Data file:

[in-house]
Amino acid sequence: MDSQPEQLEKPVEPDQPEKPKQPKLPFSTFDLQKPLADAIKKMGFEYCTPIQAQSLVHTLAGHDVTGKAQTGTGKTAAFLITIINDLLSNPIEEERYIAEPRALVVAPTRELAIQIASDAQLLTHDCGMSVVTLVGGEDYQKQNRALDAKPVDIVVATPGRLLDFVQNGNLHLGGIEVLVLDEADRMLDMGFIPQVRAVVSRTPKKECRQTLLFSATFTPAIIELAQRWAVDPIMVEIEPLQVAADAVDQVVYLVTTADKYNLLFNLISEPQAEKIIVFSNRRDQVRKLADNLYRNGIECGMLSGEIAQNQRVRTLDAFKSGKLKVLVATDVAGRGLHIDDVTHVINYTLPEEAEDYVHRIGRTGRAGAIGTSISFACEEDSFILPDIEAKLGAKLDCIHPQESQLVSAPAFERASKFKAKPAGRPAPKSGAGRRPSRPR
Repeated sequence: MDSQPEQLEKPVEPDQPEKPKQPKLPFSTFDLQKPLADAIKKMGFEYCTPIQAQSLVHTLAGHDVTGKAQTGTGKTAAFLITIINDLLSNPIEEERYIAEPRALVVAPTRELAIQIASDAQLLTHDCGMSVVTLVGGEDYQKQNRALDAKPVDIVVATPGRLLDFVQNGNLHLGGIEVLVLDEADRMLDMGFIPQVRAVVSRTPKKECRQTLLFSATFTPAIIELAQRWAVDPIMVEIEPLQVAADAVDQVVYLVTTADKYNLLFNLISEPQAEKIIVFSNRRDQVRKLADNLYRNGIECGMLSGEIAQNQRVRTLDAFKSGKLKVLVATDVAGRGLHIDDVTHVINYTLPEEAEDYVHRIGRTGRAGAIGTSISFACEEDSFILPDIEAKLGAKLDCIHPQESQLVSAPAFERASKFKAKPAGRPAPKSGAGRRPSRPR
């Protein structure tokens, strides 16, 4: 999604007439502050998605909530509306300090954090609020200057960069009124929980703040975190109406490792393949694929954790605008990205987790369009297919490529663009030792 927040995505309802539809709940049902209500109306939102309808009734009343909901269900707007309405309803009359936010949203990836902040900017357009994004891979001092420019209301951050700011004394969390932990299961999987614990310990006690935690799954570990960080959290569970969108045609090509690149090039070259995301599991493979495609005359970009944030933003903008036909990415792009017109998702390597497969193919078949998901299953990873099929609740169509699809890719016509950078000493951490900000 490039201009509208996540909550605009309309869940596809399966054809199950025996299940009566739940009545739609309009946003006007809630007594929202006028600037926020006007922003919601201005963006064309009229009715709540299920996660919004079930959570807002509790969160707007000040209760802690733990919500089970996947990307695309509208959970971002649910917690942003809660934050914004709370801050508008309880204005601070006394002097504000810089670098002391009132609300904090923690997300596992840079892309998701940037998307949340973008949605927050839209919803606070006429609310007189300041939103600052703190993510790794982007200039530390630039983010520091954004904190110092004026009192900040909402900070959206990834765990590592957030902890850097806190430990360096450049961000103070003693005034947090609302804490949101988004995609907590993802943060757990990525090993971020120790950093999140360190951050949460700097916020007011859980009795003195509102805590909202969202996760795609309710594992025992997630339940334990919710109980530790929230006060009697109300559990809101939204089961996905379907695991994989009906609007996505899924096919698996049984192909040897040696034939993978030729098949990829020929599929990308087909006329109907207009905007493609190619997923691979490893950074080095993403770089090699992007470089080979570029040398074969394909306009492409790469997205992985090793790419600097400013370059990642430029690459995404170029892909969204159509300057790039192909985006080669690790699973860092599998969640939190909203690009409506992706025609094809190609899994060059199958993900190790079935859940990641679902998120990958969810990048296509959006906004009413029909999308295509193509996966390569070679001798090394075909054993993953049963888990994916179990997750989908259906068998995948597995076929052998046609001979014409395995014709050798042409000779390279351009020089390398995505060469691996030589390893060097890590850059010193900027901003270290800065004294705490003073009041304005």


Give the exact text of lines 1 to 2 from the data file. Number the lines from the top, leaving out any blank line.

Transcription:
[in-house]
Amino acid sequence: MDSQPEQLEKPVEPDQPEKPKQPKLPFSTFDLQKPLADAIKKMGFEYCTPIQAQSLVHTLAGHDVTGKAQTGTGKTAAFLITIINDLLSNPIEEERYIAEPRALVVAPTRELAIQIASDAQLLTHDCGMSVVTLVGGEDYQKQNRALDAKPVDIVVATPGRLLDFVQNGNLHLGGIEVLVLDEADRMLDMGFIPQVRAVVSRTPKKECRQTLLFSATFTPAIIELAQRWAVDPIMVEIEPLQVAADAVDQVVYLVTTADKYNLLFNLISEPQAEKIIVFSNRRDQVRKLADNLYRNGIECGMLSGEIAQNQRVRTLDAFKSGKLKVLVATDVAGRGLHIDDVTHVINYTLPEEAEDYVHRIGRTGRAGAIGTSISFACEEDSFILPDIEAKLGAKLDCIHPQESQLVSAPAFERASKFKAKPAGRPAPKSGAGRRPSRPR